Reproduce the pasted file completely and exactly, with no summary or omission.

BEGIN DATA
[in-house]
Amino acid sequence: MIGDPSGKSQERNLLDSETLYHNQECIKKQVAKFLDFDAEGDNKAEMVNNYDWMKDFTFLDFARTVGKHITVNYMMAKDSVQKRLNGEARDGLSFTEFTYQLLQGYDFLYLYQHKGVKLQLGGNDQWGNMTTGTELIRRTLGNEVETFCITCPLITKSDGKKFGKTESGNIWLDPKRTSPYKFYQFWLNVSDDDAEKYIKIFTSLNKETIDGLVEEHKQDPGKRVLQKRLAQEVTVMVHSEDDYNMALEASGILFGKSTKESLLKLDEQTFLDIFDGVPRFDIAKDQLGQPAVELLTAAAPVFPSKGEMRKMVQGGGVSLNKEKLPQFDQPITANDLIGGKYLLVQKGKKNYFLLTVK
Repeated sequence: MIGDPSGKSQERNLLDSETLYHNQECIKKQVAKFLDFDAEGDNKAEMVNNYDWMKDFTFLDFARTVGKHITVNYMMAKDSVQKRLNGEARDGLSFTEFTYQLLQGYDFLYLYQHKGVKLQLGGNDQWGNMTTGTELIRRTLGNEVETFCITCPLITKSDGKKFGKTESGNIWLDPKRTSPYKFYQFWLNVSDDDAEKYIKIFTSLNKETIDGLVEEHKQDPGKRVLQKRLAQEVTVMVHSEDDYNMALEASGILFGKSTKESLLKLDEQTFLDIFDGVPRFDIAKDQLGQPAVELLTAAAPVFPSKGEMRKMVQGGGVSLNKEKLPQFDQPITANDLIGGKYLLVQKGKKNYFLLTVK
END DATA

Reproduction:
[in-house]
Amino acid sequence: MIGDPSGKSQERNLLDSETLYHNQECIKKQVAKFLDFDAEGDNKAEMVNNYDWMKDFTFLDFARTVGKHITVNYMMAKDSVQKRLNGEARDGLSFTEFTYQLLQGYDFLYLYQHKGVKLQLGGNDQWGNMTTGTELIRRTLGNEVETFCITCPLITKSDGKKFGKTESGNIWLDPKRTSPYKFYQFWLNVSDDDAEKYIKIFTSLNKETIDGLVEEHKQDPGKRVLQKRLAQEVTVMVHSEDDYNMALEASGILFGKSTKESLLKLDEQTFLDIFDGVPRFDIAKDQLGQPAVELLTAAAPVFPSKGEMRKMVQGGGVSLNKEKLPQFDQPITANDLIGGKYLLVQKGKKNYFLLTVK
Repeated sequence: MIGDPSGKSQERNLLDSETLYHNQECIKKQVAKFLDFDAEGDNKAEMVNNYDWMKDFTFLDFARTVGKHITVNYMMAKDSVQKRLNGEARDGLSFTEFTYQLLQGYDFLYLYQHKGVKLQLGGNDQWGNMTTGTELIRRTLGNEVETFCITCPLITKSDGKKFGKTESGNIWLDPKRTSPYKFYQFWLNVSDDDAEKYIKIFTSLNKETIDGLVEEHKQDPGKRVLQKRLAQEVTVMVHSEDDYNMALEASGILFGKSTKESLLKLDEQTFLDIFDGVPRFDIAKDQLGQPAVELLTAAAPVFPSKGEMRKMVQGGGVSLNKEKLPQFDQPITANDLIGGKYLLVQKGKKNYFLLTVK